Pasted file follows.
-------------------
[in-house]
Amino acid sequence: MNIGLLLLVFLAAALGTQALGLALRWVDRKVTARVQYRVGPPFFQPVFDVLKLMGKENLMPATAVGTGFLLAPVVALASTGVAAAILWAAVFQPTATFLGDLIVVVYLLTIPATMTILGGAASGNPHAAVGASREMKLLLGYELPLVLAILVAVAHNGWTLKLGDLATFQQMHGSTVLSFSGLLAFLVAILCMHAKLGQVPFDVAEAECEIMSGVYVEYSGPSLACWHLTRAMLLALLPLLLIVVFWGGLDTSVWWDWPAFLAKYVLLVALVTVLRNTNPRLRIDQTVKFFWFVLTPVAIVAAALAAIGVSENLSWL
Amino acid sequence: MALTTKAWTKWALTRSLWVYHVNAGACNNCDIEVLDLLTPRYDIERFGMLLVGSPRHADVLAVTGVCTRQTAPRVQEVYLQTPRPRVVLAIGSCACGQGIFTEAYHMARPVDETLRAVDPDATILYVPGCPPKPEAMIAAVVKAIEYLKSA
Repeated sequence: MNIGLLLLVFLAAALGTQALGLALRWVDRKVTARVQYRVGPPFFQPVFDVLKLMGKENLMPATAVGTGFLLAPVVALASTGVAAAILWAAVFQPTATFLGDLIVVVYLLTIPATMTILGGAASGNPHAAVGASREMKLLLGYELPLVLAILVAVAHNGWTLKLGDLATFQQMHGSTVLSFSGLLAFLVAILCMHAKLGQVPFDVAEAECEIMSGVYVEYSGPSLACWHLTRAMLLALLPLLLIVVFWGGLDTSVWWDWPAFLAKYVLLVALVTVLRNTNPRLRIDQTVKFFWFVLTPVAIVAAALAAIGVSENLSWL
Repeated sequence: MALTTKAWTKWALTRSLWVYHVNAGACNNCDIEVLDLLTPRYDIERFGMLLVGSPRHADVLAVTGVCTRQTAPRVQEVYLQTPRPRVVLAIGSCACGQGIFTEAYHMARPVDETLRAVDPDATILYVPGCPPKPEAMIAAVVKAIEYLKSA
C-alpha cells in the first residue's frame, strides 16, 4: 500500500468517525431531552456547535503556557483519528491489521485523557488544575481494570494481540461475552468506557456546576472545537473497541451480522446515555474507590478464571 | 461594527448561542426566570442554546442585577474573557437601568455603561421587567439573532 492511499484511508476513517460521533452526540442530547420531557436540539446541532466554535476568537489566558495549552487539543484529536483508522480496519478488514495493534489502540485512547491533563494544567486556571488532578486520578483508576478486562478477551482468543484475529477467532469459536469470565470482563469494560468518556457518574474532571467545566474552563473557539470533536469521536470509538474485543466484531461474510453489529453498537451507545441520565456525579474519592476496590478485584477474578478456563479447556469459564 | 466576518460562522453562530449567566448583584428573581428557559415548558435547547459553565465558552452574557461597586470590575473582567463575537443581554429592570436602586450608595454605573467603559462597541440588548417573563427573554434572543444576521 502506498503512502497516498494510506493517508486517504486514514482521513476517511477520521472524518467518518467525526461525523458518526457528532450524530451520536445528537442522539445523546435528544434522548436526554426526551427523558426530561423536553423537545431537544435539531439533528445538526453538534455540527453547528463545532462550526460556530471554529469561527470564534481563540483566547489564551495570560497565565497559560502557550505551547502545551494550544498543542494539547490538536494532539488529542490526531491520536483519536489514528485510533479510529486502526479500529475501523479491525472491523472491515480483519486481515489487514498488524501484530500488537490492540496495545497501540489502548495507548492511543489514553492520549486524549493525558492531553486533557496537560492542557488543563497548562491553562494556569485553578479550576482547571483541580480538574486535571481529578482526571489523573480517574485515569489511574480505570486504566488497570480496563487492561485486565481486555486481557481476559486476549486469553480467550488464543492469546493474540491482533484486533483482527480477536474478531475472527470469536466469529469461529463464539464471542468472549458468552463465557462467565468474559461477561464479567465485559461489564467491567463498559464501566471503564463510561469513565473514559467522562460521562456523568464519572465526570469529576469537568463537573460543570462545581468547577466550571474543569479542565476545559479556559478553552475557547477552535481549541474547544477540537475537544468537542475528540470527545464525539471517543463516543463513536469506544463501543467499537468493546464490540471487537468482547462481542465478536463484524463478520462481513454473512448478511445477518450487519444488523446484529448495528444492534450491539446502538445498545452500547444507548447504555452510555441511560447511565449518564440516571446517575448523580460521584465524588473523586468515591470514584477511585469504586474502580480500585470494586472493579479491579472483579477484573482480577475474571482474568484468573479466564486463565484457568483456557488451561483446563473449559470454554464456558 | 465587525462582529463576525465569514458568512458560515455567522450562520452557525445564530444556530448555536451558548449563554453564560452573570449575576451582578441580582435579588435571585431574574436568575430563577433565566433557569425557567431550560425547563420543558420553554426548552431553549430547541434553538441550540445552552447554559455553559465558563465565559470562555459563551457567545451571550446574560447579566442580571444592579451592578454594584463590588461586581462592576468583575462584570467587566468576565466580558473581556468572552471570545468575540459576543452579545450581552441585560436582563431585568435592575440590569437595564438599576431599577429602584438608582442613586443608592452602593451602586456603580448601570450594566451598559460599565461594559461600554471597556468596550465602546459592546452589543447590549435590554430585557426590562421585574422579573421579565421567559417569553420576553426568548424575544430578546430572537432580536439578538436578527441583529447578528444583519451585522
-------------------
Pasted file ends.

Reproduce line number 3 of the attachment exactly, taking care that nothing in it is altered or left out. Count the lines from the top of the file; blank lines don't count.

Amino acid sequence: MALTTKAWTKWALTRSLWVYHVNAGACNNCDIEVLDLLTPRYDIERFGMLLVGSPRHADVLAVTGVCTRQTAPRVQEVYLQTPRPRVVLAIGSCACGQGIFTEAYHMARPVDETLRAVDPDATILYVPGCPPKPEAMIAAVVKAIEYLKSA